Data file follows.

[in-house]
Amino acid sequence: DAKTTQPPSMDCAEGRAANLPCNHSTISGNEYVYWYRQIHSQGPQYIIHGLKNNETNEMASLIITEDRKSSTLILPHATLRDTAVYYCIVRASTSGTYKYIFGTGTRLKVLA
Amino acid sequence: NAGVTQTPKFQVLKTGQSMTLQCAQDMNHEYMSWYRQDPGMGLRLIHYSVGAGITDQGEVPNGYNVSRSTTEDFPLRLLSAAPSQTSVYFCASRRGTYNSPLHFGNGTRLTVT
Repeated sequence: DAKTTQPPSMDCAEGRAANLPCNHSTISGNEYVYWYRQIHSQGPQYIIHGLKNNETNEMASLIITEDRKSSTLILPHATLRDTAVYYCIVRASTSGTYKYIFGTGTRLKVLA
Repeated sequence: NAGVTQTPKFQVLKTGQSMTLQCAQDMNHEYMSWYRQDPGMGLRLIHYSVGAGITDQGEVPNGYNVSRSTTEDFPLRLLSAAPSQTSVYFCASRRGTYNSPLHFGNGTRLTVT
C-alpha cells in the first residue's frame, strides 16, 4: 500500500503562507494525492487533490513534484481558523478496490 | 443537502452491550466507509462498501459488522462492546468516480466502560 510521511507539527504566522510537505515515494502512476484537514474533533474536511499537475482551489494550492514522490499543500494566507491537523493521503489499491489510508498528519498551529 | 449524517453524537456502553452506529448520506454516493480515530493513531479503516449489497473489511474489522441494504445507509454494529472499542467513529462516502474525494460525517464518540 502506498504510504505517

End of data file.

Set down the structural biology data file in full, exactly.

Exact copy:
[in-house]
Amino acid sequence: DAKTTQPPSMDCAEGRAANLPCNHSTISGNEYVYWYRQIHSQGPQYIIHGLKNNETNEMASLIITEDRKSSTLILPHATLRDTAVYYCIVRASTSGTYKYIFGTGTRLKVLA
Amino acid sequence: NAGVTQTPKFQVLKTGQSMTLQCAQDMNHEYMSWYRQDPGMGLRLIHYSVGAGITDQGEVPNGYNVSRSTTEDFPLRLLSAAPSQTSVYFCASRRGTYNSPLHFGNGTRLTVT
Repeated sequence: DAKTTQPPSMDCAEGRAANLPCNHSTISGNEYVYWYRQIHSQGPQYIIHGLKNNETNEMASLIITEDRKSSTLILPHATLRDTAVYYCIVRASTSGTYKYIFGTGTRLKVLA
Repeated sequence: NAGVTQTPKFQVLKTGQSMTLQCAQDMNHEYMSWYRQDPGMGLRLIHYSVGAGITDQGEVPNGYNVSRSTTEDFPLRLLSAAPSQTSVYFCASRRGTYNSPLHFGNGTRLTVT
C-alpha cells in the first residue's frame, strides 16, 4: 500500500503562507494525492487533490513534484481558523478496490 | 443537502452491550466507509462498501459488522462492546468516480466502560 510521511507539527504566522510537505515515494502512476484537514474533533474536511499537475482551489494550492514522490499543500494566507491537523493521503489499491489510508498528519498551529 | 449524517453524537456502553452506529448520506454516493480515530493513531479503516449489497473489511474489522441494504445507509454494529472499542467513529462516502474525494460525517464518540 502506498504510504505517